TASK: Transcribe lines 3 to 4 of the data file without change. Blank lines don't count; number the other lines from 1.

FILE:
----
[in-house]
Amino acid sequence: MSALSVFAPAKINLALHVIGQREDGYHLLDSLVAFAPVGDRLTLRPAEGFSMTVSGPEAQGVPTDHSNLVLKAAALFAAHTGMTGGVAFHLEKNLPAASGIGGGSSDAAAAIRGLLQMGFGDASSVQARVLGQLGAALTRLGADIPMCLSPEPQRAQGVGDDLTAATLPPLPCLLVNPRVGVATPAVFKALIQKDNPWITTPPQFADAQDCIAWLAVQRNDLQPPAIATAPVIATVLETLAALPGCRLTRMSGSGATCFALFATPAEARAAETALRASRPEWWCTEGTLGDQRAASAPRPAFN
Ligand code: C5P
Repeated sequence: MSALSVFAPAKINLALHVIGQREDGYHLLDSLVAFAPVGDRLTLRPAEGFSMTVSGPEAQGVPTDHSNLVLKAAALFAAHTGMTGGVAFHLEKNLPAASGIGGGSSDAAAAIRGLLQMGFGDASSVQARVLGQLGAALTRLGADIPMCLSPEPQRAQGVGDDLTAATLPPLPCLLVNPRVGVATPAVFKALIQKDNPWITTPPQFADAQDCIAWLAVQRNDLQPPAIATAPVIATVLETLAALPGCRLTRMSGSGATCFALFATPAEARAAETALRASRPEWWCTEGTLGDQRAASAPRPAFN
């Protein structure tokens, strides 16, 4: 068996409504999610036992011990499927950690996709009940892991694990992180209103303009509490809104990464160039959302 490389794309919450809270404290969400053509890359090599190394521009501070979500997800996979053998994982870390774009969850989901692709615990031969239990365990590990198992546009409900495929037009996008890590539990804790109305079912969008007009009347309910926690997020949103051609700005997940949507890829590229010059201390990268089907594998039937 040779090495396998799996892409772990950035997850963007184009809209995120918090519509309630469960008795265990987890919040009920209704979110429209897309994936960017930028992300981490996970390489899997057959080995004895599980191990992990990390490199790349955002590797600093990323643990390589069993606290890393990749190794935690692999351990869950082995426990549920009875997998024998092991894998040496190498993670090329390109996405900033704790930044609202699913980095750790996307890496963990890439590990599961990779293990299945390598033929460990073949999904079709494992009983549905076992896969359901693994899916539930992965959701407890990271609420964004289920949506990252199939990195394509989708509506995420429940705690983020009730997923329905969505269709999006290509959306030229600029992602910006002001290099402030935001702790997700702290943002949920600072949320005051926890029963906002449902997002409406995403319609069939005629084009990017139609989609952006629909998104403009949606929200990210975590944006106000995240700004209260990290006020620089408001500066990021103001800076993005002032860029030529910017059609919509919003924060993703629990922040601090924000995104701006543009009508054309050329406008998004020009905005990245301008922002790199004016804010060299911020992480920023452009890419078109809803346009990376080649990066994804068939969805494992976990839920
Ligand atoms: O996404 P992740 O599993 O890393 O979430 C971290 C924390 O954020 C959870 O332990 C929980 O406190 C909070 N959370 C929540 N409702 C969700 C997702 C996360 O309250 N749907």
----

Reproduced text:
Ligand code: C5P
Repeated sequence: MSALSVFAPAKINLALHVIGQREDGYHLLDSLVAFAPVGDRLTLRPAEGFSMTVSGPEAQGVPTDHSNLVLKAAALFAAHTGMTGGVAFHLEKNLPAASGIGGGSSDAAAAIRGLLQMGFGDASSVQARVLGQLGAALTRLGADIPMCLSPEPQRAQGVGDDLTAATLPPLPCLLVNPRVGVATPAVFKALIQKDNPWITTPPQFADAQDCIAWLAVQRNDLQPPAIATAPVIATVLETLAALPGCRLTRMSGSGATCFALFATPAEARAAETALRASRPEWWCTEGTLGDQRAASAPRPAFN